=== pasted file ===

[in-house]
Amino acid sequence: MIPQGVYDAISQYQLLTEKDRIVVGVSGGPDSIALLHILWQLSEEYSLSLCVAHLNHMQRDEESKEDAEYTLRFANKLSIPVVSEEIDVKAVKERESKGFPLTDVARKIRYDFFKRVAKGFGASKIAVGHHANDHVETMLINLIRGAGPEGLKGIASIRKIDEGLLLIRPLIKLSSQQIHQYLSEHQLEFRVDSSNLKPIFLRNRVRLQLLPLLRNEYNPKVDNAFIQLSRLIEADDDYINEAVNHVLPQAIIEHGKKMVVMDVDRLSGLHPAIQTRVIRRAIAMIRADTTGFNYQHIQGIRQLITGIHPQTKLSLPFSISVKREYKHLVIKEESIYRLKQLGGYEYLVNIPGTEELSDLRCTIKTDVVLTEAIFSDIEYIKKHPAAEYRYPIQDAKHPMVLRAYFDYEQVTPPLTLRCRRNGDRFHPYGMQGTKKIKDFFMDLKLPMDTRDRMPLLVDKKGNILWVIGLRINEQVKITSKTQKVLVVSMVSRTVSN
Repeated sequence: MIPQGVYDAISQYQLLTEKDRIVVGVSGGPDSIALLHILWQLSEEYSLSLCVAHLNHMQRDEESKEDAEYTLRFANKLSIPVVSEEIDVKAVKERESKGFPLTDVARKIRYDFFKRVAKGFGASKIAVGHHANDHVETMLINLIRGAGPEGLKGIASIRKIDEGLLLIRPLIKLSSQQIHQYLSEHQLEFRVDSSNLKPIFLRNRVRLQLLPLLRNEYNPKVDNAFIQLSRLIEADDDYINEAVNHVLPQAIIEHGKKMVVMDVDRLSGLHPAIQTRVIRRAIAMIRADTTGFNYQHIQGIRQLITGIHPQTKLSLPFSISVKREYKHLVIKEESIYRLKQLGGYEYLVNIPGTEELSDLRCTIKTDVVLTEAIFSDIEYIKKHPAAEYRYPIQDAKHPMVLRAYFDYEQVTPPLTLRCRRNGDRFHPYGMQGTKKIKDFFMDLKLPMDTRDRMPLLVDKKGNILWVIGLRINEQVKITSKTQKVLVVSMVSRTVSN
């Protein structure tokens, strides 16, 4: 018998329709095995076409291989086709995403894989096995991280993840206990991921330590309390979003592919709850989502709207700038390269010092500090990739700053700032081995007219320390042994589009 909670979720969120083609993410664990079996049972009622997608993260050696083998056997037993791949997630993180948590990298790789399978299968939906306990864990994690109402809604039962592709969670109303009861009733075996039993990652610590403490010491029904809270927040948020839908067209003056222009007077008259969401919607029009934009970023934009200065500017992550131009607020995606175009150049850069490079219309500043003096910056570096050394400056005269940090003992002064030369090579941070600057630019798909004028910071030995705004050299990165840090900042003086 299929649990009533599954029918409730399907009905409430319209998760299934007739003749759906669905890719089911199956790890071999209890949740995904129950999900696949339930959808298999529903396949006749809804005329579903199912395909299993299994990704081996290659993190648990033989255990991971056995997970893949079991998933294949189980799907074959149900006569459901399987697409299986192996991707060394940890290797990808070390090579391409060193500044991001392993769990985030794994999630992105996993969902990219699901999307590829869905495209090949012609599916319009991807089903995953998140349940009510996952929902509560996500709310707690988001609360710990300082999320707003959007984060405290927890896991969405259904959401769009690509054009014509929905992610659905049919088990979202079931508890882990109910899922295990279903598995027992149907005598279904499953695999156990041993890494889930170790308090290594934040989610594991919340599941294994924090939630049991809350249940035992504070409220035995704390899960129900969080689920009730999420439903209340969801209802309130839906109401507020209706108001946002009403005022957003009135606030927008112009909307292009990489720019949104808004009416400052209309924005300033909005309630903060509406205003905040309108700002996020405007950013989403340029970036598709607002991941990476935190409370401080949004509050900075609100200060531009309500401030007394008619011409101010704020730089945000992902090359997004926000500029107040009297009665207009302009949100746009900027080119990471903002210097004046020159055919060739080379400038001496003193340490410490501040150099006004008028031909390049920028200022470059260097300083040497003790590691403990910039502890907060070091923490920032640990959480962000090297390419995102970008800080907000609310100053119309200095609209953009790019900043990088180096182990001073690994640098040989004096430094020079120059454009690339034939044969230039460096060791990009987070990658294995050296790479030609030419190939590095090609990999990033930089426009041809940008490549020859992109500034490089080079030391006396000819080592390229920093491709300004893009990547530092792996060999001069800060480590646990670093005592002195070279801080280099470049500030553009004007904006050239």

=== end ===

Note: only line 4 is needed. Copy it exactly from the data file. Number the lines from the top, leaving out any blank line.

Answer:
């Protein structure tokens, strides 16, 4: 018998329709095995076409291989086709995403894989096995991280993840206990991921330590309390979003592919709850989502709207700038390269010092500090990739700053700032081995007219320390042994589009 909670979720969120083609993410664990079996049972009622997608993260050696083998056997037993791949997630993180948590990298790789399978299968939906306990864990994690109402809604039962592709969670109303009861009733075996039993990652610590403490010491029904809270927040948020839908067209003056222009007077008259969401919607029009934009970023934009200065500017992550131009607020995606175009150049850069490079219309500043003096910056570096050394400056005269940090003992002064030369090579941070600057630019798909004028910071030995705004050299990165840090900042003086 299929649990009533599954029918409730399907009905409430319209998760299934007739003749759906669905890719089911199956790890071999209890949740995904129950999900696949339930959808298999529903396949006749809804005329579903199912395909299993299994990704081996290659993190648990033989255990991971056995997970893949079991998933294949189980799907074959149900006569459901399987697409299986192996991707060394940890290797990808070390090579391409060193500044991001392993769990985030794994999630992105996993969902990219699901999307590829869905495209090949012609599916319009991807089903995953998140349940009510996952929902509560996500709310707690988001609360710990300082999320707003959007984060405290927890896991969405259904959401769009690509054009014509929905992610659905049919088990979202079931508890882990109910899922295990279903598995027992149907005598279904499953695999156990041993890494889930170790308090290594934040989610594991919340599941294994924090939630049991809350249940035992504070409220035995704390899960129900969080689920009730999420439903209340969801209802309130839906109401507020209706108001946002009403005022957003009135606030927008112009909307292009990489720019949104808004009416400052209309924005300033909005309630903060509406205003905040309108700002996020405007950013989403340029970036598709607002991941990476935190409370401080949004509050900075609100200060531009309500401030007394008619011409101010704020730089945000992902090359997004926000500029107040009297009665207009302009949100746009900027080119990471903002210097004046020159055919060739080379400038001496003193340490410490501040150099006004008028031909390049920028200022470059260097300083040497003790590691403990910039502890907060070091923490920032640990959480962000090297390419995102970008800080907000609310100053119309200095609209953009790019900043990088180096182990001073690994640098040989004096430094020079120059454009690339034939044969230039460096060791990009987070990658294995050296790479030609030419190939590095090609990999990033930089426009041809940008490549020859992109500034490089080079030391006396000819080592390229920093491709300004893009990547530092792996060999001069800060480590646990670093005592002195070279801080280099470049500030553009004007904006050239």